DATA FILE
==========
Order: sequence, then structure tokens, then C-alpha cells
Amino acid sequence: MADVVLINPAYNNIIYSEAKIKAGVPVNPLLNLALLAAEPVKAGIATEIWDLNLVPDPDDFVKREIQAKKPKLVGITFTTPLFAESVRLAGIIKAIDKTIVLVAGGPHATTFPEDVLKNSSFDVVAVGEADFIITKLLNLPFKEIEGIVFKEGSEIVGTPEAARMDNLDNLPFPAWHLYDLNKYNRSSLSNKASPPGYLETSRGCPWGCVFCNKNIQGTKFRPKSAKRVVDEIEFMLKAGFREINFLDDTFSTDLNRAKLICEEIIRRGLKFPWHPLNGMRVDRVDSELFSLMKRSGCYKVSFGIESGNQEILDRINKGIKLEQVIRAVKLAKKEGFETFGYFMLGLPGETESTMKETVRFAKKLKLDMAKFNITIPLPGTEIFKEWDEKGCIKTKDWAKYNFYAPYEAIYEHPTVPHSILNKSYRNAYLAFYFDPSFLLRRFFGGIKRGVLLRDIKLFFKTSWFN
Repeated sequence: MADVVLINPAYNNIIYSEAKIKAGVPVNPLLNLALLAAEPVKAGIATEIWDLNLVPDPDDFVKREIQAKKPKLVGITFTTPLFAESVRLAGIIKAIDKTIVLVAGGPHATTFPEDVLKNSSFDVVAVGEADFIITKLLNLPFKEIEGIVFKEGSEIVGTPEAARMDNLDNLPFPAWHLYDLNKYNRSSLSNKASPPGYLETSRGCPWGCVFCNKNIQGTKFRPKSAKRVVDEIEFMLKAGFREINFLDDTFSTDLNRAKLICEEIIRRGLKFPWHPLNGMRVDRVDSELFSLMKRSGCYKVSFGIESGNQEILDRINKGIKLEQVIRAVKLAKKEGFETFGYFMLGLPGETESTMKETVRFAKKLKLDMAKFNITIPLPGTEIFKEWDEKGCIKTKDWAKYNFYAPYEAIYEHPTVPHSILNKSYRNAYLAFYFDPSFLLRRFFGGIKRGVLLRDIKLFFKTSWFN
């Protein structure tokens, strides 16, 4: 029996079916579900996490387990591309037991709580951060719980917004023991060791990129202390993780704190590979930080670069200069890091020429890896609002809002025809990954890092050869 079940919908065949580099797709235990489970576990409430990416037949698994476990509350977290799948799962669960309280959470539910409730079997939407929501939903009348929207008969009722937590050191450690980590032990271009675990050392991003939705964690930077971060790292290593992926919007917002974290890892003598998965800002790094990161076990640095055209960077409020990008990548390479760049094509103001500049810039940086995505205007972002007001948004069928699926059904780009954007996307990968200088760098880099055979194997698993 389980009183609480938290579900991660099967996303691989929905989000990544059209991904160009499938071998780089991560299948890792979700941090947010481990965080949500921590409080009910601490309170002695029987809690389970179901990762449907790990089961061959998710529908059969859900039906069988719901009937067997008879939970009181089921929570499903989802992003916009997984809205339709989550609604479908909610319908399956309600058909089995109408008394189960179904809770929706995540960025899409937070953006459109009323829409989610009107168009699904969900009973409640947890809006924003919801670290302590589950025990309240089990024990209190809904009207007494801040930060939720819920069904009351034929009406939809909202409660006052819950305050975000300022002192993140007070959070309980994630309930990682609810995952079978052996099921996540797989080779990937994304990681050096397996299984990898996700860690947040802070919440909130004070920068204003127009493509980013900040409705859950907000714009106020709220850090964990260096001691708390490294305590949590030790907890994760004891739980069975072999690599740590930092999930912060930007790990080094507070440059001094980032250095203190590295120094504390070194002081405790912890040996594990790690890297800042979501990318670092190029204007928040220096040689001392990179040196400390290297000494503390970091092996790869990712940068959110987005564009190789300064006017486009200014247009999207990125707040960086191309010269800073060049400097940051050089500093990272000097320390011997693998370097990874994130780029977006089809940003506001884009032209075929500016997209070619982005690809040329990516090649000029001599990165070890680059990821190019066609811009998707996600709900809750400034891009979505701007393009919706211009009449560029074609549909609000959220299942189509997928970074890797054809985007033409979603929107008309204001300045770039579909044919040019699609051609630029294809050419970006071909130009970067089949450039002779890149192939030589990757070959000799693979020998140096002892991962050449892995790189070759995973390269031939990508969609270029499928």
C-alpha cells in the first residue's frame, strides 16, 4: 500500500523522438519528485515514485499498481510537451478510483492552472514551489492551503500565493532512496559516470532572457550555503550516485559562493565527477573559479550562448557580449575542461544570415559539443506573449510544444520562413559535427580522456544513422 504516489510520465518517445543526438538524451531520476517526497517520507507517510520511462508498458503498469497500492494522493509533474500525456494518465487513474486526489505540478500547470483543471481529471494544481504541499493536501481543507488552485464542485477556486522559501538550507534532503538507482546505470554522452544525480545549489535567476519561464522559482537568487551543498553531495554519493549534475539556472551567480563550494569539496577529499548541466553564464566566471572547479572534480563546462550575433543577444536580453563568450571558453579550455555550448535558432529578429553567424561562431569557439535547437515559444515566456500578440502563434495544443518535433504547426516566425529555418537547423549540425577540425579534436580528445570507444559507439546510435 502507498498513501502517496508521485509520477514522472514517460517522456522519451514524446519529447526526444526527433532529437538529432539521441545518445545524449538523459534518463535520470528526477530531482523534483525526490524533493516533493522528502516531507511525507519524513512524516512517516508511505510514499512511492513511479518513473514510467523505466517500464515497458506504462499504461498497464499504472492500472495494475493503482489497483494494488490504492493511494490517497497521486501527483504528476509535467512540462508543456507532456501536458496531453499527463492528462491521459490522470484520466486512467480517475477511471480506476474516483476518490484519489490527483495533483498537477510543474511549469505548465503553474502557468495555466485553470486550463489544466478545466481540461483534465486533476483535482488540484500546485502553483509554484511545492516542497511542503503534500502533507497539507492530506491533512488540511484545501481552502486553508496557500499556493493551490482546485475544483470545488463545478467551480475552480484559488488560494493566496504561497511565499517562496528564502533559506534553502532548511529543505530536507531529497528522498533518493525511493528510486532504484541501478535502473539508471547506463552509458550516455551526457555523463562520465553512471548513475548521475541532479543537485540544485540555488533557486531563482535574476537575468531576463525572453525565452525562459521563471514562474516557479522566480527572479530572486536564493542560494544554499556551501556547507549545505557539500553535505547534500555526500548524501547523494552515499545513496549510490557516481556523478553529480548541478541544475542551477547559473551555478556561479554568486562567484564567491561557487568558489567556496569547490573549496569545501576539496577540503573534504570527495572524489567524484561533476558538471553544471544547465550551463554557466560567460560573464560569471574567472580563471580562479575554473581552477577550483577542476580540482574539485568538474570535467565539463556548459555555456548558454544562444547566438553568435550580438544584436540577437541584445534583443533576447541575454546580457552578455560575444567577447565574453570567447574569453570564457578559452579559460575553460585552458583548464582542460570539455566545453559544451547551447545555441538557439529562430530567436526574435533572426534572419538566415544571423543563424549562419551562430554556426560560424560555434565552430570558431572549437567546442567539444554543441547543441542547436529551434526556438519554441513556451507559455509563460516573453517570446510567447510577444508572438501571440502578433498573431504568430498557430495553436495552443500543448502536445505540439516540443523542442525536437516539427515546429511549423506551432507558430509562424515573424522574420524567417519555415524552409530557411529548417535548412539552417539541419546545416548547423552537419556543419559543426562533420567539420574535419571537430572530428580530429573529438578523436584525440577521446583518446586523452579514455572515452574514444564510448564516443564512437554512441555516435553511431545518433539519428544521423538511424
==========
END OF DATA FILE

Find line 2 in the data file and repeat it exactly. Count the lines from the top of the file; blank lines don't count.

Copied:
Amino acid sequence: MADVVLINPAYNNIIYSEAKIKAGVPVNPLLNLALLAAEPVKAGIATEIWDLNLVPDPDDFVKREIQAKKPKLVGITFTTPLFAESVRLAGIIKAIDKTIVLVAGGPHATTFPEDVLKNSSFDVVAVGEADFIITKLLNLPFKEIEGIVFKEGSEIVGTPEAARMDNLDNLPFPAWHLYDLNKYNRSSLSNKASPPGYLETSRGCPWGCVFCNKNIQGTKFRPKSAKRVVDEIEFMLKAGFREINFLDDTFSTDLNRAKLICEEIIRRGLKFPWHPLNGMRVDRVDSELFSLMKRSGCYKVSFGIESGNQEILDRINKGIKLEQVIRAVKLAKKEGFETFGYFMLGLPGETESTMKETVRFAKKLKLDMAKFNITIPLPGTEIFKEWDEKGCIKTKDWAKYNFYAPYEAIYEHPTVPHSILNKSYRNAYLAFYFDPSFLLRRFFGGIKRGVLLRDIKLFFKTSWFN